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Color-Based Segmentation Using K-Means Clustering

This example shows how to segment colors in an automated fashion using the L*a*b* color space and K-means clustering.

This example requires Statistics and Machine Learning Toolbox™.

Step 1: Read Image

Read in hestain.png, which is an image of tissue stained with hemotoxylin and eosin (H&E). This staining method helps pathologists distinguish different tissue types.

he = imread('hestain.png');
imshow(he), title('H&E image');
text(size(he,2),size(he,1)+15,...
     'Image courtesy of Alan Partin, Johns Hopkins University', ...
     'FontSize',7,'HorizontalAlignment','right');

Step 2: Convert Image from RGB Color Space to L*a*b* Color Space

How many colors do you see in the image if you ignore variations in brightness? There are three colors: white, blue, and pink. Notice how easily you can visually distinguish these colors from one another. The L*a*b* color space (also known as CIELAB or CIE L*a*b*) enables you to quantify these visual differences.

The L*a*b* color space is derived from the CIE XYZ tristimulus values. The L*a*b* space consists of a luminosity layer 'L*', chromaticity-layer 'a*' indicating where color falls along the red-green axis, and chromaticity-layer 'b*' indicating where the color falls along the blue-yellow axis. All of the color information is in the 'a*' and 'b*' layers. You can measure the difference between two colors using the Euclidean distance metric.

Convert the image to L*a*b* color space using makecform and applycform.

cform = makecform('srgb2lab');
lab_he = applycform(he,cform);

Step 3: Classify the Colors in 'a*b*' Space Using K-Means Clustering

Clustering is a way to separate groups of objects. K-means clustering treats each object as having a location in space. It finds partitions such that objects within each cluster are as close to each other as possible, and as far from objects in other clusters as possible. K-means clustering requires that you specify the number of clusters to be partitioned and a distance metric to quantify how close two objects are to each other.

Since the color information exists in the 'a*b*' space, your objects are pixels with 'a*' and 'b*' values. Use kmeans to cluster the objects into three clusters using the Euclidean distance metric.

ab = double(lab_he(:,:,2:3));
nrows = size(ab,1);
ncols = size(ab,2);
ab = reshape(ab,nrows*ncols,2);

nColors = 3;
% repeat the clustering 3 times to avoid local minima
[cluster_idx, cluster_center] = kmeans(ab,nColors,'distance','sqEuclidean', ...
                                      'Replicates',3);

Step 4: Label Every Pixel in the Image Using the Results from KMEANS

For every object in your input, kmeans returns an index corresponding to a cluster. The cluster_center output from kmeans will be used later in the example. Label every pixel in the image with its cluster_index.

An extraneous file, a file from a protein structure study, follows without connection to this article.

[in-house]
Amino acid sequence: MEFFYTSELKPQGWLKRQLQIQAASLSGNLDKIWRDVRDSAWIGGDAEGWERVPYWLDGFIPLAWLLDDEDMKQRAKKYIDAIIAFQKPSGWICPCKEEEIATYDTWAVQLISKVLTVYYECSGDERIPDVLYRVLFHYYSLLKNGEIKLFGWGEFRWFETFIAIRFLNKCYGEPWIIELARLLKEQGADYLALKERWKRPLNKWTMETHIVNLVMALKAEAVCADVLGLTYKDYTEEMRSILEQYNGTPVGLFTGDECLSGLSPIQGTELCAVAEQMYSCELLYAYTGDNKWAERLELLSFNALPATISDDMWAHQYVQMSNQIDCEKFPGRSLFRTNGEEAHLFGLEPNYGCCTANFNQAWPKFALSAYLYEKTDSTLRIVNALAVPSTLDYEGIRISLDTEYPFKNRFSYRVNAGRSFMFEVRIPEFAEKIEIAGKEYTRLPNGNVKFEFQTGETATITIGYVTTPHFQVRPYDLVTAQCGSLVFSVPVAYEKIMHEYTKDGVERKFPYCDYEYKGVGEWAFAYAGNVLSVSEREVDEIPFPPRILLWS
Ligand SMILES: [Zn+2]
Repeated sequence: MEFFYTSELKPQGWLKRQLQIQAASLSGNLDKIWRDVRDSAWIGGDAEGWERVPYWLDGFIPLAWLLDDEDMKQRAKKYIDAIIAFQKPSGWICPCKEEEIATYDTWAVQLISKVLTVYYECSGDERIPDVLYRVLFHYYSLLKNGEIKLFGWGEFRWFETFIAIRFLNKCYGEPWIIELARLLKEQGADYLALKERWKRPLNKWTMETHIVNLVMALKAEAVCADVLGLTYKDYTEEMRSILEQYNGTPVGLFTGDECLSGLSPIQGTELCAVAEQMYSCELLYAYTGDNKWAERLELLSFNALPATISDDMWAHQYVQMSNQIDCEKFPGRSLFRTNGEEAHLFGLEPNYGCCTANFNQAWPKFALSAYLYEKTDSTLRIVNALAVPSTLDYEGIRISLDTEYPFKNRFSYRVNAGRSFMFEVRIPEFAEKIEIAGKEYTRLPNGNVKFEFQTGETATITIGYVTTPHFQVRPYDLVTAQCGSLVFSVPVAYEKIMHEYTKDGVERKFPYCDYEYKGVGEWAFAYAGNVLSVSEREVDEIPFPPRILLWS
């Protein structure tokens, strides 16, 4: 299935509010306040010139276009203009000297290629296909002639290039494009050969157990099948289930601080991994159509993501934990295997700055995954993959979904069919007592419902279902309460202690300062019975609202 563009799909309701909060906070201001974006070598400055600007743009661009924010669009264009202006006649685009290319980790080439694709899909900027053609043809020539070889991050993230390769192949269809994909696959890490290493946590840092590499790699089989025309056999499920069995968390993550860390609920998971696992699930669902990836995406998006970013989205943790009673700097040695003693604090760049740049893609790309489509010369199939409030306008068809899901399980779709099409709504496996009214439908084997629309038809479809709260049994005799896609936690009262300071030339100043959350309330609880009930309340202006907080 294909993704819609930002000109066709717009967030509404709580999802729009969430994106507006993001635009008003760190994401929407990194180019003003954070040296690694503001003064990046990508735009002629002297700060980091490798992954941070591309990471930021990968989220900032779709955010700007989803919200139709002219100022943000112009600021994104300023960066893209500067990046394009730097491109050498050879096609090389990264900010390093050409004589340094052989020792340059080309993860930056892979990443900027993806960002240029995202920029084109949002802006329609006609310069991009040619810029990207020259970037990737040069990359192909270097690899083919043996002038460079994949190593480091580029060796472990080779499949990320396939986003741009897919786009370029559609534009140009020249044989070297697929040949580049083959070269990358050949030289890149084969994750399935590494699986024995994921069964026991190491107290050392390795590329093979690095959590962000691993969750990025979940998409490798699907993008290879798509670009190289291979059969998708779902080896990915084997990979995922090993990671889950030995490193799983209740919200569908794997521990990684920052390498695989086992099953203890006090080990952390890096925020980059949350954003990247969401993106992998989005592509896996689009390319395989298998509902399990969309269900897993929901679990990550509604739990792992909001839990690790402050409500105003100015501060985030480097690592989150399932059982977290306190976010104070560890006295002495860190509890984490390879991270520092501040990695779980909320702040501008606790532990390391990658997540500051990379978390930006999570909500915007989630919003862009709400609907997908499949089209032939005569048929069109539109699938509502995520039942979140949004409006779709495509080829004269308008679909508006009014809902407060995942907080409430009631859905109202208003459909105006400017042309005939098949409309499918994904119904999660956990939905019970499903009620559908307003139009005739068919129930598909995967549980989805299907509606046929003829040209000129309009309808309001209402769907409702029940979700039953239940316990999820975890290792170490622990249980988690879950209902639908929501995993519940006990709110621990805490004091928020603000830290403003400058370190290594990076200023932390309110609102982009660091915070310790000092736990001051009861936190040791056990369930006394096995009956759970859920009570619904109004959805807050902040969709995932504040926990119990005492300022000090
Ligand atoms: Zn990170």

pixel_labels = reshape(cluster_idx,nrows,ncols);
imshow(pixel_labels,[]), title('image labeled by cluster index');

Step 5: Create Images that Segment the H&E Image by Color.

Using pixel_labels, you can separate objects in hestain.png by color, which will result in three images.

segmented_images = cell(1,3);
rgb_label = repmat(pixel_labels,[1 1 3]);

for k = 1:nColors
    color = he;
    color(rgb_label ~= k) = 0;
    segmented_images{k} = color;
end

imshow(segmented_images{1}), title('objects in cluster 1');

imshow(segmented_images{2}), title('objects in cluster 2');

imshow(segmented_images{3}), title('objects in cluster 3');

Step 6: Segment the Nuclei into a Separate Image

Notice that there are dark and light blue objects in one of the clusters. You can separate dark blue from light blue using the 'L*' layer in the L*a*b* color space. The cell nuclei are dark blue.

Recall that the 'L*' layer contains the brightness values of each color. Find the cluster that contains the blue objects. Extract the brightness values of the pixels in this cluster and threshold them with a global threshold using imbinarize.

You must programmatically determine the index of the cluster containing the blue objects because kmeans will not return the same cluster_idx value every time. You can do this using the cluster_center value, which contains the mean 'a*' and 'b*' value for each cluster. The blue cluster has the smallest cluster_center value (determined experimentally).

mean_cluster_value = mean(cluster_center,2);
[tmp, idx] = sort(mean_cluster_value);
blue_cluster_num = idx(1);

L = lab_he(:,:,1);
blue_idx = find(pixel_labels == blue_cluster_num);
L_blue = L(blue_idx);
is_light_blue = imbinarize(L_blue);

Use the mask is_light_blue to label which pixels belong to the blue nuclei. Then display the blue nuclei in a separate image.

nuclei_labels = repmat(uint8(0),[nrows ncols]);
nuclei_labels(blue_idx(is_light_blue==false)) = 1;
nuclei_labels = repmat(nuclei_labels,[1 1 3]);
blue_nuclei = he;
blue_nuclei(nuclei_labels ~= 1) = 0;
imshow(blue_nuclei), title('blue nuclei');


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